Part of me wishes I’d stayed in Rio to teach English. I remember what a friend told me as we sat on the top of the Sugarloaf Mountain. 

“It must be wicked to live here,” he said as we gazed out along the beaches. “It’s like London but with beaches and fitter women.”

There are an abundance of language academies so you shouldn’t have a problem finding work. The only downside is that Rio is quite expensive on a teachers wage (between R$20 to R$30 for new teachers). Most schools in Rio want you to work above board which means getting a working visa. Have a look at this article about teaching English in Rio de Janeiro for a deeper insight.

Things to do
Over 3 million people visit Rio every year making it the most popular destination in South America. Rio is all about the beaches: Ipanema, Copacabana, and Leblon are the most trendy and fashionable. Thongs and tiny bikinis and skin tight swimming trunks prove for tantalizing people watching for everyone. (Photo by over_kind_man)

Two of my favourite views in the world are at the Christ the Redeemer statue at the top of the Corcovado Mountain and after a cable cart ride up to the top of the Sugarloaf Mountain. From both of these spots you can really appreciate how enormous Rio is.

The carnival is more flamboyant and samba based compared to Salvador. It's hectic too; over 2 million people attended in 2011 covering 3 metro stations.  

The 2016 Summer Olympics will be held in Rio and the 2014 FIFA World Cup Final will be played in the Maracanã stadium. So during the next couple of years will be an exciting time to teach and live in Rio de Janeiro; might see if my wife is interested in a change.

Useful links
Rio on wikiRio carnival websiteHotels, city info, entertainment, flights, food in Rio de Janeiro

Ibirapuera Park
Sao Paulo

Sao Paulo is massive. With a population of over 11 million you can imagine how daunting Brazil’s largest city is. It's also known as "Sampa" or "Cidade da Garoa" (city of drizzle) and is famous for its unreliable weather, enormous skyscrapers, hectic traffic, historical buildings, and impressive architecture. I was only in Sao Paulo for twenty-four hours and it was enough for me, but you might like it. (Photo by rafaelguimaraes)

Teaching English in Sao Paulo
With 11 million people you’d expect quite a few would be up for learning English. While in Australia and London I’ve taught kids from Sao Paulo and they were a good bunch. They were proud to be from such a large city and a few seemed quite spoilt. I’m not sure what it’s like to teach in Sao Paolo (any comments welcome) but I’m guessing there would be a lot of opportunities to teach business English.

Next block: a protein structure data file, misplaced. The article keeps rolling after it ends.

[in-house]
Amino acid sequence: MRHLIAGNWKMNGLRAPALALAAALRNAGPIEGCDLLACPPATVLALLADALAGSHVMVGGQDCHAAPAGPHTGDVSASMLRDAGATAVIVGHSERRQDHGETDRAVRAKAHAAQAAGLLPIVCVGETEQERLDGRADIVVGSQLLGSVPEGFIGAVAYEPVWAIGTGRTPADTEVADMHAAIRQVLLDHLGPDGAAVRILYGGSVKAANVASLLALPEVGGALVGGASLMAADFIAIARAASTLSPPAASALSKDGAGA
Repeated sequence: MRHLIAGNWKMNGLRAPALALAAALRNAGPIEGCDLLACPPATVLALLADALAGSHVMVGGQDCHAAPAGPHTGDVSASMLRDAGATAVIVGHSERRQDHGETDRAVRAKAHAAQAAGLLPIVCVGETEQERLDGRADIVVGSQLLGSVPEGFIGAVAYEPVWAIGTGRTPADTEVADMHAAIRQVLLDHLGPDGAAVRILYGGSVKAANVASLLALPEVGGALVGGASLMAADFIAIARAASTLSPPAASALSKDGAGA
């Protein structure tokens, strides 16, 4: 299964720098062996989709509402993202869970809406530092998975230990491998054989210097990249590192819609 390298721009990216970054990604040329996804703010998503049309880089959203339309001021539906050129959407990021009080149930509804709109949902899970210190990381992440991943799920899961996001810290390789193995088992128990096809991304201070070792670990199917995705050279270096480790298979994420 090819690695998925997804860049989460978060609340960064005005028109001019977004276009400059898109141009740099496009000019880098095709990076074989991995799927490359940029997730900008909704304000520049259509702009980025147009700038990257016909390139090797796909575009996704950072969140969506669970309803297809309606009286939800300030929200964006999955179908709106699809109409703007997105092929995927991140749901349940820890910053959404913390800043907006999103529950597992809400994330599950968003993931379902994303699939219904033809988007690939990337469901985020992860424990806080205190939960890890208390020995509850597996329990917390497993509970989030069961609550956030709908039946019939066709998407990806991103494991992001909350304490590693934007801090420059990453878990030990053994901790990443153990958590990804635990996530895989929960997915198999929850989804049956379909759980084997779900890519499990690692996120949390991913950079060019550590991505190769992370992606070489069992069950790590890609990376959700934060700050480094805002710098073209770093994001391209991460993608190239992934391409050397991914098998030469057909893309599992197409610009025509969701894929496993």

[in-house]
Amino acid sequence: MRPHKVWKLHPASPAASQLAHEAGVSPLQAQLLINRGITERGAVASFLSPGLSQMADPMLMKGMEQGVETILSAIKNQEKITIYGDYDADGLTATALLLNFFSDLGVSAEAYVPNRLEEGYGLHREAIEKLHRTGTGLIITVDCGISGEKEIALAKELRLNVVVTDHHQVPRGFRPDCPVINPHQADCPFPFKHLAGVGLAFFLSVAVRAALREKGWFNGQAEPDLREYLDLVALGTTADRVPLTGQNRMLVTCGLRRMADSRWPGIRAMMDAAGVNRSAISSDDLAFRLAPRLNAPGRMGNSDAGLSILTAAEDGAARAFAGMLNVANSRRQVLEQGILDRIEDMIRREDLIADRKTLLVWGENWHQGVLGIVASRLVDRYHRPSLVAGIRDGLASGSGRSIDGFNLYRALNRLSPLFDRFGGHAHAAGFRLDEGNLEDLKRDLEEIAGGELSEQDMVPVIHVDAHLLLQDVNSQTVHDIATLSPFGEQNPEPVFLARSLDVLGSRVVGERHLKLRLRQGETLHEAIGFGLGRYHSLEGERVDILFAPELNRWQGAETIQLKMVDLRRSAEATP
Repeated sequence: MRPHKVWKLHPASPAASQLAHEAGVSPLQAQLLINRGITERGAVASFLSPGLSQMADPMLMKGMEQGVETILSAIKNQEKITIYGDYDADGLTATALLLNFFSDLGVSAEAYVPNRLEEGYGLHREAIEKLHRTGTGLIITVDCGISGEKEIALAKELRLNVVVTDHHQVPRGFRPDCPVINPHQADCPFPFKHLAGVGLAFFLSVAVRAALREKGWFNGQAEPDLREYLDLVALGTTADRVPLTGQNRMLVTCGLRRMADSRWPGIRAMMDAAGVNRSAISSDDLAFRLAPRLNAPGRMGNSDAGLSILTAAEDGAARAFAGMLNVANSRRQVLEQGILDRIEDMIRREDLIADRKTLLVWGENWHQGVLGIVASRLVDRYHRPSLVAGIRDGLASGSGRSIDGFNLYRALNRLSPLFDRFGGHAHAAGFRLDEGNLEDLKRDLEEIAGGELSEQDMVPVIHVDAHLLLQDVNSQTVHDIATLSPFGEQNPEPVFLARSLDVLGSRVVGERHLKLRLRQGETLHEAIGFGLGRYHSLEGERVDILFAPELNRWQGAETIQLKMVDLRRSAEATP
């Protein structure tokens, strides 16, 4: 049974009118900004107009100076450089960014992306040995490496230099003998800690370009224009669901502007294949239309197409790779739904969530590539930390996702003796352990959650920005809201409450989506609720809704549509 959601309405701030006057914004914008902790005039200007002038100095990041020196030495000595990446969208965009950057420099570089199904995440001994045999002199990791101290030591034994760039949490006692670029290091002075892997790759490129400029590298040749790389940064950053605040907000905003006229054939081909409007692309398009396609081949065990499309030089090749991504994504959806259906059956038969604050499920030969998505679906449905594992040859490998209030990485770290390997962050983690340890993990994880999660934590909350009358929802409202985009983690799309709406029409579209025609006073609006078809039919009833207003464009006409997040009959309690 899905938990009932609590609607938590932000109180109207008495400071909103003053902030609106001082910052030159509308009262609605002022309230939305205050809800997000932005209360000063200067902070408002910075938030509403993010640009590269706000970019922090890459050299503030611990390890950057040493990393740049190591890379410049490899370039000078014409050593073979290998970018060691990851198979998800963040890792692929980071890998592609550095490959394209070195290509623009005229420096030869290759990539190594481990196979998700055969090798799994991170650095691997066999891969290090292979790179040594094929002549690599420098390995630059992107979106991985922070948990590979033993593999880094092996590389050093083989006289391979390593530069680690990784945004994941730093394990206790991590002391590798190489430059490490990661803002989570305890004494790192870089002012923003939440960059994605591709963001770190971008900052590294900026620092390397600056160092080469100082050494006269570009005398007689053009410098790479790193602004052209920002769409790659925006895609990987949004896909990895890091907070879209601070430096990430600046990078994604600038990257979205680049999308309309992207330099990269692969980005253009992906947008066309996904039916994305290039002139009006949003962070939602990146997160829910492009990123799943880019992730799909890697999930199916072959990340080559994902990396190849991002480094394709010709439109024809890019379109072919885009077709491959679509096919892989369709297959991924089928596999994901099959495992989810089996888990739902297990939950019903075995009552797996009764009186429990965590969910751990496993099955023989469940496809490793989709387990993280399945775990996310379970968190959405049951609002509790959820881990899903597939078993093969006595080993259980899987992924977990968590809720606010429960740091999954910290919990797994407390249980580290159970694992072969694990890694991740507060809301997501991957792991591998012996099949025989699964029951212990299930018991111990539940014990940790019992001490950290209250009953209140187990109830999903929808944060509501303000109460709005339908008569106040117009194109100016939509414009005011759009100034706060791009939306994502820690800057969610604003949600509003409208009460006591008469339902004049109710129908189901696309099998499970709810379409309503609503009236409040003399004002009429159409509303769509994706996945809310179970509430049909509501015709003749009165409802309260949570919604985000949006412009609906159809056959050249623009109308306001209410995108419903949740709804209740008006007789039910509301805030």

Banespa Building
Things to do
The thing that struck me most about Sao Paulo was how cosmopolitan it was. There is influence from Spain, Portugal, Italy, Japan, and Africa. There are more than 60 different types of cuisine and over 12,000 restaurants.

There are many important monuments and landmarks including the Banespa Building, Cathedral da Sé, Edifico Italia, Paulista Avenue where you can find MASP art museum and cultural centres, and Brooklin the financial district. Parks are scattered all round the city. My favourite was Ibirapuera Park because of the lake and views back over the skyscrapers. There is also a zoo and aquarium in Sao Paulo. There are three football teams known as the ‘Iron Three’: Corinthians, Pameiras, and Sao Paolo FC. If you like the buzz of big cities then teaching English in Sao Paolo could be for you.

Useful links
Official site of Sao PaoloSao Paolo on wikiInfo on hotels, the city, food, bars, restaurants in Sao Paolo

So there you go. I hope this helps if you’re thinking of going to TEFL in Brazil. I’d definitely recommend adding this amazing country to your TEFL list. If you’re considering Ecuador then have a look at a similar article about where to teach in Ecuador.